Cinderella Story: a reflection on David’s anointing

The First Reading is 1 Samuel 16:1-13.

Today’s first reading is the moment when David appears on the scene. He has 7 older brothers and is watching sheep when Samuel arrives. Samuel is a prophet and is the chief religious figure in the land. When the people of Israel asked for king, Samuel was the one who followed God’s voice and crowned Saul king. But Saul’s kingship went poorly. We never hear the full reason why God turns away from Saul but God does. God stops being present in Saul’s life. Saul grows erratic, violent, and paranoid. When Samuel arrived in Bethlehem, the people did not know what to expect. Did Samuel come as Saul’s messenger to deliver a warning or threat? Samuel came to do something else. He’s came to commit treason and crown (anoint) David as a new king.

One of the key lines in this story is verse 7. We have to remember that the writers of scripture did not understand human anatomy like we do. For them, the heart was the brain-soul-muscle of a person. The heart held memories, created thoughts, was the source of our will and personality. The heart was more than a muscle. The heart was the source of who we are. God is not enticed by height or strength. God is enticed by fidelity and character.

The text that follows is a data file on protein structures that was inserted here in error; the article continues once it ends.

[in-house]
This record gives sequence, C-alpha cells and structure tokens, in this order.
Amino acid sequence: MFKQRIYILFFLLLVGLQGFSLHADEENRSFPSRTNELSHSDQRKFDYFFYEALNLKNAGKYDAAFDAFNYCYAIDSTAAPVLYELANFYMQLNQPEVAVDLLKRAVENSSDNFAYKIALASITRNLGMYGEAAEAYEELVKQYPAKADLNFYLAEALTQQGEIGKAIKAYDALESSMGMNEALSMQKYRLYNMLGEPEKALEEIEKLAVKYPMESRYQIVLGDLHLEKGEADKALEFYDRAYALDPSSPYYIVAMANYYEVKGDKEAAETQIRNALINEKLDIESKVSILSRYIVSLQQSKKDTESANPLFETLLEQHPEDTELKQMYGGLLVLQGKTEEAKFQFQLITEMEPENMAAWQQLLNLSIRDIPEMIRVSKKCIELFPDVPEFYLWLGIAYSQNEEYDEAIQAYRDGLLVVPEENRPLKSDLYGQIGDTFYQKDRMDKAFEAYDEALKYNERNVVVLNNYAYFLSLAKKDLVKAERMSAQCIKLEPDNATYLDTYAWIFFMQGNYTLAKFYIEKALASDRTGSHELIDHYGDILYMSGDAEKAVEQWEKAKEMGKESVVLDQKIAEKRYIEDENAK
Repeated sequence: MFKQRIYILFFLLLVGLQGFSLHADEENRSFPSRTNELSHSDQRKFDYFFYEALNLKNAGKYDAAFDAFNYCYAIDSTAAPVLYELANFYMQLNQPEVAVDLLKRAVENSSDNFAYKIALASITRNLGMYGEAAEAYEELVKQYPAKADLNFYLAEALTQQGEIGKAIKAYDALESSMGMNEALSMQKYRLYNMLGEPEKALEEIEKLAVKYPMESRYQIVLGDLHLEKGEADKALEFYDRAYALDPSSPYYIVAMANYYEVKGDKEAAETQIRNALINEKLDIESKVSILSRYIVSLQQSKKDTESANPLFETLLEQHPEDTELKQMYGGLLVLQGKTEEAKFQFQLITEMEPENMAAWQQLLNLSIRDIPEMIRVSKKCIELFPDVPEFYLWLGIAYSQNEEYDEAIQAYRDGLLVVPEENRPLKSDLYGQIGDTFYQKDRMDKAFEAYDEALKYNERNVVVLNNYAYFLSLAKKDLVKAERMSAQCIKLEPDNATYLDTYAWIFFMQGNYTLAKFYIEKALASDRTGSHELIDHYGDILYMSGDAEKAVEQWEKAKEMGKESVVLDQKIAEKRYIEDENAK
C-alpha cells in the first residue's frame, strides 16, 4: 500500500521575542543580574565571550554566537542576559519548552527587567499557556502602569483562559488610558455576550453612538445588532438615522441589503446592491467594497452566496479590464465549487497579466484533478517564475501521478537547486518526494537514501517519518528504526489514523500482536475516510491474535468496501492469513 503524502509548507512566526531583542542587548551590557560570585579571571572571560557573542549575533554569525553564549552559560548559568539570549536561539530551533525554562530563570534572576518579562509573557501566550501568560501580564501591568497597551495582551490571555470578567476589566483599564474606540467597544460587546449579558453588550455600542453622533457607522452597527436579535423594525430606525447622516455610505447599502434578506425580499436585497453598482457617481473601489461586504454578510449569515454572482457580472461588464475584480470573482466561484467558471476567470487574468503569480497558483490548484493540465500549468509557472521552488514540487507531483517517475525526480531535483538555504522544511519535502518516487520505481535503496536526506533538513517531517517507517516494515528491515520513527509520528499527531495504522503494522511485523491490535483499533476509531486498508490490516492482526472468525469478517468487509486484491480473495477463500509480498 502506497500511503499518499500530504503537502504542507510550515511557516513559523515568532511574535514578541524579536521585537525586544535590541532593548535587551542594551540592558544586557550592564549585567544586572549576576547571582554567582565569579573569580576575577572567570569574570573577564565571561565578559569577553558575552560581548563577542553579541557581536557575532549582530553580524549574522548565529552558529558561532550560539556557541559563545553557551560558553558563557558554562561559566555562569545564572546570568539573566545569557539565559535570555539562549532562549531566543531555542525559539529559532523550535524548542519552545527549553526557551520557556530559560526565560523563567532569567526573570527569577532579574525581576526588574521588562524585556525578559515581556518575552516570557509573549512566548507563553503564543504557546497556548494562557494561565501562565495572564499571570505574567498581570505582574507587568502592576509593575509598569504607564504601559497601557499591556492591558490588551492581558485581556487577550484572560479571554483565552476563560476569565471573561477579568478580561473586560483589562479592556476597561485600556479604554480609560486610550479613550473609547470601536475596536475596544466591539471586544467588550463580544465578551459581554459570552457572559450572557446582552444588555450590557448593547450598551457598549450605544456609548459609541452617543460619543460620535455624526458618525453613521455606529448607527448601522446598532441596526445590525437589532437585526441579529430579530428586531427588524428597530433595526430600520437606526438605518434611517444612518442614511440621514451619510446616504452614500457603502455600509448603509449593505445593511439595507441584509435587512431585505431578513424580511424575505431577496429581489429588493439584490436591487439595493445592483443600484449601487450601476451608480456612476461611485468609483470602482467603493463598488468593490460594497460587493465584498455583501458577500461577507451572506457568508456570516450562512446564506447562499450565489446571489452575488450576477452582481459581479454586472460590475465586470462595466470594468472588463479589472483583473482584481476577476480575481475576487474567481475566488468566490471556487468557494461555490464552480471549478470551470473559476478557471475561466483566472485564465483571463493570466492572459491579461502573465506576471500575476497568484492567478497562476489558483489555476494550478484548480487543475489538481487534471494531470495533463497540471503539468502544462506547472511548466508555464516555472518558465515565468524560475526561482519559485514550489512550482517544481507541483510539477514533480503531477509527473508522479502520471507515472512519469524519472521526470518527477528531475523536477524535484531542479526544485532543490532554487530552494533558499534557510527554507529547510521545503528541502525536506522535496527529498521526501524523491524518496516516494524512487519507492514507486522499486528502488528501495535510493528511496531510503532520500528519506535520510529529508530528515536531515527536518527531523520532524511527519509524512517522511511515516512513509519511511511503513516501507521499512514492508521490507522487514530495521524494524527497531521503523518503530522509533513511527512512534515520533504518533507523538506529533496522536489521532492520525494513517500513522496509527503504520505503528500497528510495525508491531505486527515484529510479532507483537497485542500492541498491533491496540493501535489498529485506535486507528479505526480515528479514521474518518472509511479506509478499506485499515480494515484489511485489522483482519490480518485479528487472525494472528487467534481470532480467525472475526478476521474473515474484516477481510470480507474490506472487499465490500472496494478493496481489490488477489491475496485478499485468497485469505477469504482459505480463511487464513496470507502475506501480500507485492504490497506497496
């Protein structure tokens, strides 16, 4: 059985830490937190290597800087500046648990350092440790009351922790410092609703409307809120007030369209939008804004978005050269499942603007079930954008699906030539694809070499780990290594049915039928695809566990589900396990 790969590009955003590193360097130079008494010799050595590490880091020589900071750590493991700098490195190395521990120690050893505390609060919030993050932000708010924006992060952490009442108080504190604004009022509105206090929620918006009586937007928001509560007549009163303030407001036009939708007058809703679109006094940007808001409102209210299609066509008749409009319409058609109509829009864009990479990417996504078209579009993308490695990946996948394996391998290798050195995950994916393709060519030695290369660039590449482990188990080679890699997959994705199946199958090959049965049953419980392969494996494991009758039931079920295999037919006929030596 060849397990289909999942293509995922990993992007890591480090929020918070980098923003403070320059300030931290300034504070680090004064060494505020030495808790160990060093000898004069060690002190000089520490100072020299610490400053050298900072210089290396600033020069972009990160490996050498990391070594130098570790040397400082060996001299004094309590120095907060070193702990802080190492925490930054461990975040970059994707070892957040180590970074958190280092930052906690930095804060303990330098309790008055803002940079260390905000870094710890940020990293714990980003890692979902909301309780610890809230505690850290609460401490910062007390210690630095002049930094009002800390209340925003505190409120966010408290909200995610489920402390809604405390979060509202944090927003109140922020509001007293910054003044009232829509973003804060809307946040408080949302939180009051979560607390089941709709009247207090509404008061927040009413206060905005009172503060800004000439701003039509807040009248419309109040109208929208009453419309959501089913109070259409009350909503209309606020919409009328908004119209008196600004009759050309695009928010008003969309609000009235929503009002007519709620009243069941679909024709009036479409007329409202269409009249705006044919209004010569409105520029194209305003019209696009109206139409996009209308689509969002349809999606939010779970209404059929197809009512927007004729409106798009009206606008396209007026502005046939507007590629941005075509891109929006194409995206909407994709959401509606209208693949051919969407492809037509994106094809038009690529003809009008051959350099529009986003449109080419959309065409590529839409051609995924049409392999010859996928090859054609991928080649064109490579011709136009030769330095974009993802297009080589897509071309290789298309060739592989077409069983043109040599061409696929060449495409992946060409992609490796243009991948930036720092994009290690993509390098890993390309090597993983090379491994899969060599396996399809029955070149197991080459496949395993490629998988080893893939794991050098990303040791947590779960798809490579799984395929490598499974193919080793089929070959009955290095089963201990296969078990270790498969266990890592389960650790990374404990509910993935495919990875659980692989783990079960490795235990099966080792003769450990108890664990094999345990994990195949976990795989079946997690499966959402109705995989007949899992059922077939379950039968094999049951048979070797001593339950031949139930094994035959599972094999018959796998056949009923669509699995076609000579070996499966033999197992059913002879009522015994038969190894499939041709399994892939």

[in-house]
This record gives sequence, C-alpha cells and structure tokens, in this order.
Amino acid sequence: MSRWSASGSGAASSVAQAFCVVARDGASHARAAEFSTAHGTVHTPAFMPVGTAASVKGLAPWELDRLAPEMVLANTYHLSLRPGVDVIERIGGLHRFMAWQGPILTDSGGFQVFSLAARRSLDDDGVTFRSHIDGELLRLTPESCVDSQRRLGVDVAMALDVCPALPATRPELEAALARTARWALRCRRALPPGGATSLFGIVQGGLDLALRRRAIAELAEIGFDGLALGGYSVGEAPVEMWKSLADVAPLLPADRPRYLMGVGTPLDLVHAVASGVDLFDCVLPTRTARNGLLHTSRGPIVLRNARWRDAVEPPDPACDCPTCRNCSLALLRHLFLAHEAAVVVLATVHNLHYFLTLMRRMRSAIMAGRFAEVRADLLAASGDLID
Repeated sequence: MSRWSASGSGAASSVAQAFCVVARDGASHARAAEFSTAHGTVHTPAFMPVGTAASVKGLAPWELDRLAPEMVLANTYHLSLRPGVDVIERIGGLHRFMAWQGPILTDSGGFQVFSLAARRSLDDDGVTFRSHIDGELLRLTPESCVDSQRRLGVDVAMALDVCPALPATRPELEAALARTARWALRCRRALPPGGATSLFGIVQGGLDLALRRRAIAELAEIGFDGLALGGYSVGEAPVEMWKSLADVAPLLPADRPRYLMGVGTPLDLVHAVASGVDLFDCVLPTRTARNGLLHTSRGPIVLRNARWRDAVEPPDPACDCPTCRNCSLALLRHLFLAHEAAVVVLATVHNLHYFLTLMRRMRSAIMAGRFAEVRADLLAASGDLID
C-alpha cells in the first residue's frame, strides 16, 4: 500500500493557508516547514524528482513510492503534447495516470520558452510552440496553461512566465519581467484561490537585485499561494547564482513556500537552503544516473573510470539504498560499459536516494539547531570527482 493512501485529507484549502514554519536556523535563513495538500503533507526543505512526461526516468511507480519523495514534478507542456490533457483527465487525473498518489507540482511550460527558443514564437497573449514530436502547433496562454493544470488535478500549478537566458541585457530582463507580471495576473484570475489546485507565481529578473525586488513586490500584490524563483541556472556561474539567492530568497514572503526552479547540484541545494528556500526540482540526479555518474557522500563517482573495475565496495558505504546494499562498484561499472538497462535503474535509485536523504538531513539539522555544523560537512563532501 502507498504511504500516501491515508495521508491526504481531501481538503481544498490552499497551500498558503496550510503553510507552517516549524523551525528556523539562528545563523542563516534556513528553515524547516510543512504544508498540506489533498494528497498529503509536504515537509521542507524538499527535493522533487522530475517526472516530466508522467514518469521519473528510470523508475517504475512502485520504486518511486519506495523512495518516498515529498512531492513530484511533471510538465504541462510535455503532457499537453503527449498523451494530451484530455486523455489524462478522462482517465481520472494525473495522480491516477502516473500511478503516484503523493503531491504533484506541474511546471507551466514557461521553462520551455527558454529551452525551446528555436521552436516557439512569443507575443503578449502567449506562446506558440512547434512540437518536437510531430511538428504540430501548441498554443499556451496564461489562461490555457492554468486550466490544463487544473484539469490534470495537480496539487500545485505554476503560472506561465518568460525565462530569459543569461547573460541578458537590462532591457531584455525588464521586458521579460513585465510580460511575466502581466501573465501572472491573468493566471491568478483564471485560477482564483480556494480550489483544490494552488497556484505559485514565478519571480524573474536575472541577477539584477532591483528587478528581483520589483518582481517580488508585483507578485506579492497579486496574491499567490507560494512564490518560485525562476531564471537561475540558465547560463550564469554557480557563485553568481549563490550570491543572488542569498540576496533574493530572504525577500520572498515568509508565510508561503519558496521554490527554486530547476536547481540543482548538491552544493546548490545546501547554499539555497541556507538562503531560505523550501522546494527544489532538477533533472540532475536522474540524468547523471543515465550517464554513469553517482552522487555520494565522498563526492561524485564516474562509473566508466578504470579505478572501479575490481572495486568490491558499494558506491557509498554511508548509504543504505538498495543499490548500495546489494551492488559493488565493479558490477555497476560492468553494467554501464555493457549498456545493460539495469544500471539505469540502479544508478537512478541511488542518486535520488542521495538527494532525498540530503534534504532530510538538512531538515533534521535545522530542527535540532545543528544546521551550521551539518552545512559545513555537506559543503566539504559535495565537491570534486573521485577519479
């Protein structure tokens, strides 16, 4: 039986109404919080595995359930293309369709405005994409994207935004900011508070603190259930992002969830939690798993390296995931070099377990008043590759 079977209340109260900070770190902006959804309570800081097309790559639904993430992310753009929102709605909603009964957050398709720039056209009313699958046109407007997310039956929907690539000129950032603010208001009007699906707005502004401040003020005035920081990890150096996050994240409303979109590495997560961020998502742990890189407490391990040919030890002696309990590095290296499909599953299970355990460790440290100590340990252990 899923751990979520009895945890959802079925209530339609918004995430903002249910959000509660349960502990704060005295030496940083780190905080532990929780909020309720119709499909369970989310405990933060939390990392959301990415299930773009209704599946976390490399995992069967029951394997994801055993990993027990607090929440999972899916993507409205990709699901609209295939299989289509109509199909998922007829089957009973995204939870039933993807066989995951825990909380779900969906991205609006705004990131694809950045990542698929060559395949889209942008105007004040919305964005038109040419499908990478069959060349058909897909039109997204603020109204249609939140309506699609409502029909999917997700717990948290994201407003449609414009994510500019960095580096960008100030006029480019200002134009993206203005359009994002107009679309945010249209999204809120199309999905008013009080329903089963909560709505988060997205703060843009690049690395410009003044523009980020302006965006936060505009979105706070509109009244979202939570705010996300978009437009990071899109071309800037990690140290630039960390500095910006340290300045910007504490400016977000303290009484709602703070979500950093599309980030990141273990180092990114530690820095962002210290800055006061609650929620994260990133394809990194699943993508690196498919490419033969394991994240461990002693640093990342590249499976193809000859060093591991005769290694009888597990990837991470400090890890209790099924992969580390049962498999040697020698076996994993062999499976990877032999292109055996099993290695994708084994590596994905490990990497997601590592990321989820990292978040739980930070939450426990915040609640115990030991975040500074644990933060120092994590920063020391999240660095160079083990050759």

David’s anointing is not a strange story in Scripture. One of the most common storylines used in the Bible is God showing unexpected favor to a younger sibling. David is 8th in line. In a worldview that honored the first born son most, David never should have seen Samuel. But God sees David differently. God valued the least of Jesse’s sons and crowned him king. This story sounds like a Cinderella story (like a 16 seed beating a 1 seed at the start of March Madness). Yet David’s happily-ever-after is not the happily-ever-after we hope for. He will compete with Saul for years. He will create a large kingdom. He will take Bathsheba, a woman who is married to one of his soldiers, against her will. His kingdom will be rocked and torn apart by scandal. And he will lose family and friends in coup attempts and wars. David is chosen by God but the path he follows is full of dangers, hardships, joys, and failures

Each week, I write a reflection on one of our scripture readings for the week. This is from Christ Lutheran Church’s Worship Bulletin for 4th Sunday in Lent, 3/26/2017.